Class sizes in developing countries often become oversized; can consist of up to 50 students at times (Osin, 1988). This can be due to the lack of qualified teachers in these countries. With classes containing too many students, individuals cannot receive the full attention of a teacher as they would if they were studying here in the UK where class sizes are much smaller. Regarding the two programs you mentioned, would they be helpful for large class sizes? If we consider firstly the Mobilink-UNESCO program, then I believe it would be effective to overcome the problem of class size. It encourages a fun method of learning for pupils; they are able to interact with teachers outside school. This program has been successful with girls; why not attempt the same method of learning with boys? Although a mobile phone would be required for each pupil, the cost of this would be much lower in comparison to the ‘one laptop per child’ program. In this case, the cost for 50 laptops would be too much for a developing country.

    It has been shown that the use of ICT in the Philippines has affected open and distance learning (dena Pena-Bandalaria, 2007). This was effective in transferring information to others which would enhance learning. This is an example of the technology being used effectively. However, if countries do not have thorough information about new technology, it might only be a short-term benefit. Technologies constantly need updating. If they have not got the money or ability to update these, the technology will be no good. There will not be any long-term benefits to this.

    Osin, L. (1988). Computers in Education in Developing Countries: Why and How? Education and Technology Series, 3(1).
    Dene Pene-Bandalaria, M. (2007). Impact of ICTs on open and distance learning in developing country setting: The Philippine experience. The International Review of Research in Open and Distance Learning, 8(1).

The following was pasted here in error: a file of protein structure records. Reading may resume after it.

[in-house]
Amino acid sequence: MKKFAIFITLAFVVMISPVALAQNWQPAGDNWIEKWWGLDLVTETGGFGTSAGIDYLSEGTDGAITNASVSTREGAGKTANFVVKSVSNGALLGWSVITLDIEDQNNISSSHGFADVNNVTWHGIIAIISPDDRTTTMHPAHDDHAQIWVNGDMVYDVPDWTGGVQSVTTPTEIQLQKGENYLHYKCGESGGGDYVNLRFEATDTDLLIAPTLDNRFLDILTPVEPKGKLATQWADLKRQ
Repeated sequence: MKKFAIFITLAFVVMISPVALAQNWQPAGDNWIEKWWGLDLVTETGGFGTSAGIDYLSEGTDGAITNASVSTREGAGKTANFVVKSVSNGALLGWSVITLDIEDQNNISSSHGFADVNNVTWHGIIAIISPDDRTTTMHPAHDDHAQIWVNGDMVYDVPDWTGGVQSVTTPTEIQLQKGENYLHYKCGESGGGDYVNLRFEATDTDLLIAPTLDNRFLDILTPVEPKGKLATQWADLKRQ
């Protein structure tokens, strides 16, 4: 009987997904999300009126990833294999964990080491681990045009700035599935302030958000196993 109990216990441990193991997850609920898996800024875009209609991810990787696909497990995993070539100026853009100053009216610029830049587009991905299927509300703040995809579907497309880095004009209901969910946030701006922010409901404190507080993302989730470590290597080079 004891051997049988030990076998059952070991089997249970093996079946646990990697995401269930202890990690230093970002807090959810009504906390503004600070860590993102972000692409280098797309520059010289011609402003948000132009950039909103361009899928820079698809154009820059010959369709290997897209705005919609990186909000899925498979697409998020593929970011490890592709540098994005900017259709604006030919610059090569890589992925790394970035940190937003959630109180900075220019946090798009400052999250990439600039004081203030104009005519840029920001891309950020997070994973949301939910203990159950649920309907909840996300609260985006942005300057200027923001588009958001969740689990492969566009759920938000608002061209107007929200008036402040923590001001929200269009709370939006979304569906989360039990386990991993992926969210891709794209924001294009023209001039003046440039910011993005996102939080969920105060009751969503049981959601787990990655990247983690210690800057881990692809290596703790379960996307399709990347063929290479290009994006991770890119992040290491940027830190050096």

7. Personally I think it is crazy what we can do with technology now and I think everyone has a different opinion on whether technology should be intergrated in education. I think in certain circumstances technology such as ipads can be a constructive way forwards in education and benefit the learners using them. Ipads can be an essential tool in some students education, such as those who have disabilities; ipads can be a crucial tool for these students and enable tem to do things they may not have been able to do without them. Shah (2011) found that ipads can increase independence in children; especially if they have motor difficulties. This is because the touch screen is easy for them to use. Also these ipads can be completely personalised to the childs needs. However, I do feel further research needs to be conducted to find out the best way to use these to benefit children educationally. I think this is true for typical education and in developing countries as I don’t know whether the high cost of the use of technology is justified by the outcomes.


  8. Hi Ffion, I listened to your talk today and found it very interesting… especially the fact that the ‘One Laptop Per Child’ scheme in Peru seem to fail due to the poor implementation and maintenance of the scheme, rather than the scheme itself. Nawaz, Awan, & Ahmed (2011), looked into the challenges faced when integrating new and old technologies in developing countries. These challenges included educator resistance, employing integration models effective in Western countries (bearing in mind the vast difference in available resources), and inadequate training of teachers and pupils. To conclude their study they suggested suitable methods of managing the integration of technology, and developed an ‘Integration Model of eLearning I HEIs’. It seems to me that the problem lies not with the technology itself, best with the implementation and maintenance of the schemes.


    Nawaz, A., Awan, Z., & Ahmed, B. (2011). Integrating educational technologies in higher education of the developing countries. Journal of Education and Practice, 2(2).

  9. Pingback: Comments week 7 | Science of Education Blog